Viewing page 135 of 199

This factory is in the eastern part of the city, in the neighborhood of the famous cloisonné works and some of the famous old temples. No. 67 of this series took you into a room where a potter was at work with his wheel, shaping a vase of soft clay. Now a number of just such vases and jars are being baked in the intense heat of ovens inside these kilns. Each oven is now sealed up tightly with a mask of clay, and these men stay here to keep up the fire (here is wood stacked conveniently at hand) and make sure that the temperature is maintained at the desired degree. 

On those racks overhead you see similar ware waiting for the next process it has to go through. Some pieces are simply glazed and refired, coming out a beautiful cream-color of buff, their transparent glaze all a mass of delicate "crackle"—the fine network of microscopic breaks which gives so beautiful a variation of the body color. 

It is a matter of regret to everybody who has studied the Japanese pottery of a century or two ago that foriegn influence should be so demoralizing in the matter of aesthetics. The shapes designed by Japanese workmen before the days of European and American trade were vastly better than they are now, when the Japanese producer tries to please the poorer taste of western people.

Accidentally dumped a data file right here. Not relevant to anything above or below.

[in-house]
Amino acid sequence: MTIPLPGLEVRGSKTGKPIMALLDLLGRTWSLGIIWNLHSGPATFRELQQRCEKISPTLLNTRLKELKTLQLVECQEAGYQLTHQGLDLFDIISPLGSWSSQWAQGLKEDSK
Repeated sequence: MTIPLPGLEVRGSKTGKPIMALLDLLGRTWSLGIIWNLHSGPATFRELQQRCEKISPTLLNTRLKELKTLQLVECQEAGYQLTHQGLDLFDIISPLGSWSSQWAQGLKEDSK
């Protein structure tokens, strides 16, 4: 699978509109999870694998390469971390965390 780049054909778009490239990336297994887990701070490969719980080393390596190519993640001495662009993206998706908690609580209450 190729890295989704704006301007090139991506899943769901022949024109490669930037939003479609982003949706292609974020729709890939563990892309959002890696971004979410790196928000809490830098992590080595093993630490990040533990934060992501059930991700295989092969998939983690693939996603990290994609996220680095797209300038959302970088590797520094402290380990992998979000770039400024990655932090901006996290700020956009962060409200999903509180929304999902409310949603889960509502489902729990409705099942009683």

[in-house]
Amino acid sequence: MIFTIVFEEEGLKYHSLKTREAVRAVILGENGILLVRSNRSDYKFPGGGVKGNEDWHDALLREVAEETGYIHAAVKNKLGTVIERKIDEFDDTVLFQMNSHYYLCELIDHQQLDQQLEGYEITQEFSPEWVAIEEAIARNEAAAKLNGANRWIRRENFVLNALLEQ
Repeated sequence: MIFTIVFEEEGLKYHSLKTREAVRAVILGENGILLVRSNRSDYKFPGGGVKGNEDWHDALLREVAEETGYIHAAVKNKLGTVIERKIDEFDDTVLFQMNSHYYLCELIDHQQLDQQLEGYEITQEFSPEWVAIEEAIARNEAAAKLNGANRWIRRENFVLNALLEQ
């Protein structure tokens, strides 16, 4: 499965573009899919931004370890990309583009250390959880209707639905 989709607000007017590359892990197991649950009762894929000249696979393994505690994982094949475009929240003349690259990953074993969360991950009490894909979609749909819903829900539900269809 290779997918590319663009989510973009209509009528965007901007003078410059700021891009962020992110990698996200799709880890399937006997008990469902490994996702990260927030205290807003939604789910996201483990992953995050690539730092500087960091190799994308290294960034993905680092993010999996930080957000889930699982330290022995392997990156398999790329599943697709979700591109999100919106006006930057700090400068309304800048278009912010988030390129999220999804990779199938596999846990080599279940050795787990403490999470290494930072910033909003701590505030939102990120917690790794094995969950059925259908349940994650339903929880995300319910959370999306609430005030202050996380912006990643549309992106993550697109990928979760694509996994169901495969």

These men work for less than the wages of errand-boys in American factories, but they can live comfortably,—according to their ideals—on a small fraction of the sum necessary in America. Their food is chiefly rice, tea and fish, their clothing and bedding, cheap cotton stuff. The exceedingly light costume of the elderly man yonder is occasioned partly by the heat of the furnaces, but it is not uncommon in many occupations. 

(For notes on pottery manufacture see Rein's "Industries of Japan," Young's "Ceramic Art," or W. C. Prime's "Pottery and Porcelain.")

From Notes of Travel, No.9, copyright, 1904, by Underwood & Underwood.
 

Workmen watching kilns full of porcelain, Kyoto, Japan. 
Ouvriers surveillant les fours pleins de porcelaine, Kyoto, Japon.
Arbeiter vor Töpferöfen, gefüllt mit Porzellan, Kyoto, Japan.
Obreros vigilndo los hornos llenos de porcelana, Kyoto, Japón.
Arbetare, vaktande torkugn full af poslin, Kioto, Japan. 
Работники при фарфоровыхъ калильныхъ печахъ, Кіото, Японія.
Please note that the language and terminology used in this collection reflects the context and culture of the time of its creation, and may include culturally sensitive information. As an historical document, its contents may be at odds with contemporary views and terminology. The information within this collection does not reflect the views of the Smithsonian Institution, but is available in its original form to facilitate research. For questions or comments regarding sensitive content, access, and use related to this collection, please contact transcribe@si.edu.